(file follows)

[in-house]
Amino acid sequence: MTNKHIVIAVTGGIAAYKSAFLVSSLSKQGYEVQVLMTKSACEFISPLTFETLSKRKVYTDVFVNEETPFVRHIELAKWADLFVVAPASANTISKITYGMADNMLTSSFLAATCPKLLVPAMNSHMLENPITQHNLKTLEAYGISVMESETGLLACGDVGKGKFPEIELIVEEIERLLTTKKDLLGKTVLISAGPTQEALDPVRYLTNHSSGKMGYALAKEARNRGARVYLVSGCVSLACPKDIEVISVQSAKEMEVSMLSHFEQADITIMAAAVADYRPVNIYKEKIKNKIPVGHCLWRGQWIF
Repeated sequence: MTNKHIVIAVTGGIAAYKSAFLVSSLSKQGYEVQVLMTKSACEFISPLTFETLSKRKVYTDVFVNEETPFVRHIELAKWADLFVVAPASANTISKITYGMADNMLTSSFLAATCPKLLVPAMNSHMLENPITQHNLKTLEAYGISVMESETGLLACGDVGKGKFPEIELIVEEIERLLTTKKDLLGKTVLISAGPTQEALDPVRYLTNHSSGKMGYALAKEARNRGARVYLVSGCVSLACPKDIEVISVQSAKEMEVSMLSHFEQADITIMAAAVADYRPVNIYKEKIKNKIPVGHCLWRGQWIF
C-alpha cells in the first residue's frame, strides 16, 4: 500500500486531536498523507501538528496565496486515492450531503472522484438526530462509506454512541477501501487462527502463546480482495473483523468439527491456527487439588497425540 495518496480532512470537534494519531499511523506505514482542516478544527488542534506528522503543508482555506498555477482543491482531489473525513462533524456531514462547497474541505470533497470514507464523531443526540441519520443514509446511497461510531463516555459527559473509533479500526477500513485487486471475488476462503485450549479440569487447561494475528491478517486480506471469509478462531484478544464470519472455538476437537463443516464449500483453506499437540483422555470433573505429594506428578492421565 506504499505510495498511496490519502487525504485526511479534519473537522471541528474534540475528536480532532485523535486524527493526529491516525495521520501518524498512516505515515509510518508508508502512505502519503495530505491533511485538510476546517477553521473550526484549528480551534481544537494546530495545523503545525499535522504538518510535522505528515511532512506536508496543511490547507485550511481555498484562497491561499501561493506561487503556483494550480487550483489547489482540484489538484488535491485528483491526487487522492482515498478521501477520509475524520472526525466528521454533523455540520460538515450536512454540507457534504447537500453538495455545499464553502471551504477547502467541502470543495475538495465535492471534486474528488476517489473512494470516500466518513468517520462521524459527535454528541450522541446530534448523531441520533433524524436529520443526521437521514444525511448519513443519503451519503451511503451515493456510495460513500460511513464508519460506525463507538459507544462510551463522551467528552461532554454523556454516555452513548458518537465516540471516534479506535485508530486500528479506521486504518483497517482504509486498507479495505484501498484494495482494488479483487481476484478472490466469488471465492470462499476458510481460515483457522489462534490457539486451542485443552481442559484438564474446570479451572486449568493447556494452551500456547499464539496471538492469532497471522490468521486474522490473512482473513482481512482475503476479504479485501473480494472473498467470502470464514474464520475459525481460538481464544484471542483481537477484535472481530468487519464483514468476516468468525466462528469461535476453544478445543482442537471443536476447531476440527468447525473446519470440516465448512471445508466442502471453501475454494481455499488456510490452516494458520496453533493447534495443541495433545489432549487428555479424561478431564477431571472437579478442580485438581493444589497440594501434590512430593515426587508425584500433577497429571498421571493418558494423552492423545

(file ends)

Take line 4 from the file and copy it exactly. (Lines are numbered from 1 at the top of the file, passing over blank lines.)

C-alpha cells in the first residue's frame, strides 16, 4: 500500500486531536498523507501538528496565496486515492450531503472522484438526530462509506454512541477501501487462527502463546480482495473483523468439527491456527487439588497425540 495518496480532512470537534494519531499511523506505514482542516478544527488542534506528522503543508482555506498555477482543491482531489473525513462533524456531514462547497474541505470533497470514507464523531443526540441519520443514509446511497461510531463516555459527559473509533479500526477500513485487486471475488476462503485450549479440569487447561494475528491478517486480506471469509478462531484478544464470519472455538476437537463443516464449500483453506499437540483422555470433573505429594506428578492421565 506504499505510495498511496490519502487525504485526511479534519473537522471541528474534540475528536480532532485523535486524527493526529491516525495521520501518524498512516505515515509510518508508508502512505502519503495530505491533511485538510476546517477553521473550526484549528480551534481544537494546530495545523503545525499535522504538518510535522505528515511532512506536508496543511490547507485550511481555498484562497491561499501561493506561487503556483494550480487550483489547489482540484489538484488535491485528483491526487487522492482515498478521501477520509475524520472526525466528521454533523455540520460538515450536512454540507457534504447537500453538495455545499464553502471551504477547502467541502470543495475538495465535492471534486474528488476517489473512494470516500466518513468517520462521524459527535454528541450522541446530534448523531441520533433524524436529520443526521437521514444525511448519513443519503451519503451511503451515493456510495460513500460511513464508519460506525463507538459507544462510551463522551467528552461532554454523556454516555452513548458518537465516540471516534479506535485508530486500528479506521486504518483497517482504509486498507479495505484501498484494495482494488479483487481476484478472490466469488471465492470462499476458510481460515483457522489462534490457539486451542485443552481442559484438564474446570479451572486449568493447556494452551500456547499464539496471538492469532497471522490468521486474522490473512482473513482481512482475503476479504479485501473480494472473498467470502470464514474464520475459525481460538481464544484471542483481537477484535472481530468487519464483514468476516468468525466462528469461535476453544478445543482442537471443536476447531476440527468447525473446519470440516465448512471445508466442502471453501475454494481455499488456510490452516494458520496453533493447534495443541495433545489432549487428555479424561478431564477431571472437579478442580485438581493444589497440594501434590512430593515426587508425584500433577497429571498421571493418558494423552492423545